Eyder Peralta

Eyder Peralta is NPR's East Africa correspondent based in Nairobi, Kenya.

He is responsible for covering the region's people, politics, and culture. In a region that vast, that means Peralta has hung out with nomadic herders in northern Kenya, witnessed a historic transfer of power in Angola, ended up in a South Sudanese prison, and covered the twists and turns of Kenya's 2017 presidential elections.

Previously, he covered breaking news for NPR, where he covered everything from natural disasters to the national debates on policing and immigration.

Peralta joined NPR in 2008 as an associate producer. Previously, he worked as a features reporter for the Houston Chronicle and a pop music critic for the Florida Times-Union in Jacksonville, FL.

Through his journalism career, he has reported from more than a dozen countries and he was part of the NPR teams awarded the George Foster Peabody in 2009 and 2014. His 2016 investigative feature on the death of Philando Castile was honored by the National Association of Black Journalists and the Society for News Design.

Peralta was born amid a civil war in Matagalpa, Nicaragua. His parents fled when he was a kid, and the family settled in Miami. He's a graduate of Florida International University.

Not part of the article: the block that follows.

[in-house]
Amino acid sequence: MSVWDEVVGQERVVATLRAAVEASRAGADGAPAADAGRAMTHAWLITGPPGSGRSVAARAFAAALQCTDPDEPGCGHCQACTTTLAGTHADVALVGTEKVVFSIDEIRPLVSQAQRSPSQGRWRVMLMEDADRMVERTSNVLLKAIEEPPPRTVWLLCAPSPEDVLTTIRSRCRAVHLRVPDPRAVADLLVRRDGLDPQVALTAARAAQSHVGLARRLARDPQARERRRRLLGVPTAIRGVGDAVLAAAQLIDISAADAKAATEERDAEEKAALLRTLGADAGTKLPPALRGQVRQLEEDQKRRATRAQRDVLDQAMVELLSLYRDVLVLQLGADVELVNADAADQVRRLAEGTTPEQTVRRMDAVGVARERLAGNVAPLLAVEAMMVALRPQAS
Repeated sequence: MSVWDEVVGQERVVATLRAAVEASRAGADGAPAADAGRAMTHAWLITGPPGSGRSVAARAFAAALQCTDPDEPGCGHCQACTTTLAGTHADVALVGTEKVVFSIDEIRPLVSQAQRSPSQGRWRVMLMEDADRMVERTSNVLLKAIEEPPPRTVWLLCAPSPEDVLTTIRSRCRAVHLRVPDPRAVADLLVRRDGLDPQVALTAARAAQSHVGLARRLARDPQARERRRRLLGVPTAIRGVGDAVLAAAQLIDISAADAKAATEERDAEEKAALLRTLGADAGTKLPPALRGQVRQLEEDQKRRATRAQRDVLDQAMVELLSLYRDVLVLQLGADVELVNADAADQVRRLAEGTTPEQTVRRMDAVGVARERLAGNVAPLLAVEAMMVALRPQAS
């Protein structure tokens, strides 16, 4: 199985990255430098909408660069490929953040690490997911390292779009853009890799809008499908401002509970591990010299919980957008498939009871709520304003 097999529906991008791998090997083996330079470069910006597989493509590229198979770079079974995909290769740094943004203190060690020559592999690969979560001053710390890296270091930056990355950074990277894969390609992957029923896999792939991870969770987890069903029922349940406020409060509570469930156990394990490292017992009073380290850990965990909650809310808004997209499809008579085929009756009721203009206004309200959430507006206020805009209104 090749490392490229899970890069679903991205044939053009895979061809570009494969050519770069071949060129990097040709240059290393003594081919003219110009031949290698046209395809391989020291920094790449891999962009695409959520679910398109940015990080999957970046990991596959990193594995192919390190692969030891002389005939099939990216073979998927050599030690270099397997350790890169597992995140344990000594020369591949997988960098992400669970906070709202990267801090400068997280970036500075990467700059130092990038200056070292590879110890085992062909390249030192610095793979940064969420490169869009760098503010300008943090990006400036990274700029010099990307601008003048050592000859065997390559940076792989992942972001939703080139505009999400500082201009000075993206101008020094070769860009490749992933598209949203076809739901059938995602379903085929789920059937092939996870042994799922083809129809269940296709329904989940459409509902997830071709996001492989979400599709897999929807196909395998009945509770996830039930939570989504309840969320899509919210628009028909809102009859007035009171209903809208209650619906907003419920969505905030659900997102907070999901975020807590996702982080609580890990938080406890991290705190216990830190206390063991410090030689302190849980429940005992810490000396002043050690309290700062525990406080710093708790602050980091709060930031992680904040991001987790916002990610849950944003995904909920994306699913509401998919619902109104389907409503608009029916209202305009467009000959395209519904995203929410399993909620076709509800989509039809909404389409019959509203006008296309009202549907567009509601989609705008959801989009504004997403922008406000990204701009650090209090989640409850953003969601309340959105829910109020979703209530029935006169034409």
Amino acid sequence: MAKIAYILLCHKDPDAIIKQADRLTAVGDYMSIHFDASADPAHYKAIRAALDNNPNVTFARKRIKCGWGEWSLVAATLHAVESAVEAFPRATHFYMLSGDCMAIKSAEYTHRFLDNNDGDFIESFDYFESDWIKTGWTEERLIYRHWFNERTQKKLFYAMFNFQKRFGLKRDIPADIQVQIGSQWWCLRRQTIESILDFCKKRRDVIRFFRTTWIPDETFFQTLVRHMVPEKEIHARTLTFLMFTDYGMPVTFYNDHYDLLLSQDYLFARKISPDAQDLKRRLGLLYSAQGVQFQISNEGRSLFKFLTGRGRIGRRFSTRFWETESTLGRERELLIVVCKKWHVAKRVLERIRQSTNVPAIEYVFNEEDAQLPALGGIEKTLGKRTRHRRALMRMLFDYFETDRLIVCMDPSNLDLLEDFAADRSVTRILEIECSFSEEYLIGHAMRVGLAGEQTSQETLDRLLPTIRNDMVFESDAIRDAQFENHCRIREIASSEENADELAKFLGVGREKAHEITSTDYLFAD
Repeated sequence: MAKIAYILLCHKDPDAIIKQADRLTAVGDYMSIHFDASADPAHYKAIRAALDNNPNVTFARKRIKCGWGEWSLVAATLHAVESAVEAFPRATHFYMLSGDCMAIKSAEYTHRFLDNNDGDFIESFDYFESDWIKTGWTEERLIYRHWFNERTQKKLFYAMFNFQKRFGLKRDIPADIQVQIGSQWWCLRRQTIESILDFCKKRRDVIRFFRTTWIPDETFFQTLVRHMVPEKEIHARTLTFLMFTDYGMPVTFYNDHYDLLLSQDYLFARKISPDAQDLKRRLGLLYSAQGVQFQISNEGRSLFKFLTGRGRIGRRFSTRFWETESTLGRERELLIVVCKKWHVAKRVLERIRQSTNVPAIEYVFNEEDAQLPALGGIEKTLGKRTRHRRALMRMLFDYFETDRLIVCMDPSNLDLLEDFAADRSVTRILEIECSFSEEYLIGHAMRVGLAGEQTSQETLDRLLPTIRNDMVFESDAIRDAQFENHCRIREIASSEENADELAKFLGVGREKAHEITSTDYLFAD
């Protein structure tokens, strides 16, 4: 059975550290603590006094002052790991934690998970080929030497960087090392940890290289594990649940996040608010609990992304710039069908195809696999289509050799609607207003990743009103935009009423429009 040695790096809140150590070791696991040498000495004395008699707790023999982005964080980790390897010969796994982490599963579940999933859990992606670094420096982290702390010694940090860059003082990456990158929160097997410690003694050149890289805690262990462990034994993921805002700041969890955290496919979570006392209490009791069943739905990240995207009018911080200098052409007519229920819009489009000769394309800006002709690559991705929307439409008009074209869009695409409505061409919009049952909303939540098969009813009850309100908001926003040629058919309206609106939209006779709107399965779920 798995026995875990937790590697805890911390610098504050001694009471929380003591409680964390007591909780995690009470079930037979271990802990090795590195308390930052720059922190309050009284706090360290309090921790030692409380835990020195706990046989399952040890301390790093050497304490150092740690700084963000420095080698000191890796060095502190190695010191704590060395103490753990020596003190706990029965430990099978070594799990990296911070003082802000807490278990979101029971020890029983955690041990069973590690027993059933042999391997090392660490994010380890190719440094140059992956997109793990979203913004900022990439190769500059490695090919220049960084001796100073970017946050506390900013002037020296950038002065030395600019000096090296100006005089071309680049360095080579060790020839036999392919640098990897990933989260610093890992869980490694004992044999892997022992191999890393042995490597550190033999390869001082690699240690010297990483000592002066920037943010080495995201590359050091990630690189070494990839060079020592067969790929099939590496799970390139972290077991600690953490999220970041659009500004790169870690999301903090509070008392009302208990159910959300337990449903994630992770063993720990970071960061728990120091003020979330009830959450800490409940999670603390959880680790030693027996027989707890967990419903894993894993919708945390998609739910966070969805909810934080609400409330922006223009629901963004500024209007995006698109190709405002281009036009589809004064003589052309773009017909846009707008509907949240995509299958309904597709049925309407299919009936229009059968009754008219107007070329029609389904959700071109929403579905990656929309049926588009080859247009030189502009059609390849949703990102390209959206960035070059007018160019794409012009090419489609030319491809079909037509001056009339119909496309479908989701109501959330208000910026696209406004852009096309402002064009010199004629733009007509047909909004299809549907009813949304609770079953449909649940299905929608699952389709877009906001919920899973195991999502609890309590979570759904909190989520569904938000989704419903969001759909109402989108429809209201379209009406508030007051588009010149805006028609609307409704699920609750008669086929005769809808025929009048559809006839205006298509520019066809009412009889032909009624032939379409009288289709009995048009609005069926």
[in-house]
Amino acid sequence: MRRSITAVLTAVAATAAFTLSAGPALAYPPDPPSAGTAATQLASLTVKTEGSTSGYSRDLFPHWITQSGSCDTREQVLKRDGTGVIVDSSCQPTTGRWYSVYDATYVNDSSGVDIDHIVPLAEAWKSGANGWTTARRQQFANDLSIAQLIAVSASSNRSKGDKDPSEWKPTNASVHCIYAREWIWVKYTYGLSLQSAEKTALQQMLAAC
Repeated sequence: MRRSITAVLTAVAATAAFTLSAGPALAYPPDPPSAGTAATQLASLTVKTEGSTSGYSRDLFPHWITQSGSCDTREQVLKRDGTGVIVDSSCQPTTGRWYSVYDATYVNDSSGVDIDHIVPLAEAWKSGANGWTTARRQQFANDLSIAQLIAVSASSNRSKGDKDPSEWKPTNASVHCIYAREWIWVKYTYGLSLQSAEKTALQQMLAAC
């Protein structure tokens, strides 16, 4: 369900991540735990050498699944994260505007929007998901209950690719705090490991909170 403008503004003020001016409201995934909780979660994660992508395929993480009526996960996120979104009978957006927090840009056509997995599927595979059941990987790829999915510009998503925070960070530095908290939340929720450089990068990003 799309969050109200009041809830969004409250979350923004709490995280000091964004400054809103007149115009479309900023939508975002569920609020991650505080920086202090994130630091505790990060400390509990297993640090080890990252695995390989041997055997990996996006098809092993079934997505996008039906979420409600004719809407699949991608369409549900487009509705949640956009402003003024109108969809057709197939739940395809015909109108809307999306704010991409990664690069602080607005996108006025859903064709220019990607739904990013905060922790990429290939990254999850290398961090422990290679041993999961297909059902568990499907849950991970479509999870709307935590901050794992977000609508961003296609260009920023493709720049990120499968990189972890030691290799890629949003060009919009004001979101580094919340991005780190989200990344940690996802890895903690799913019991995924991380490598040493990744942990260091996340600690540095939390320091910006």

In a somber speech broadcast in prime time on Sunday, South African President Cyril Ramaphosa painted a worrying picture as the new coronavirus spikes in the country.

"The storm is upon us," he said.

As Zuleika Yusuf Daffala walks across Kibera, one of the big informal settlements in Kenya's capital, she greets dozens of kids on the streets. Some are jumping rope, others chasing each other through the alley and another group is trying to make a tiny cooking pan out of an aluminum can.

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DAVID GREENE, HOST:

In Kenya's capital, Nairobi, coronavirus is not the only worry. With high HIV rates, it is important that patients stay on their medications. Here's more from NPR's Eyder Peralta.

Copyright 2020 NPR. To see more, visit https://www.npr.org.

ARI SHAPIRO, HOST:

The shooting death of a popular singer has thrown Ethiopia into turmoil. Thousands have taken to the streets in protest, and more than 80 have died in clashes with security forces as NPR's Eyder Peralta reports.

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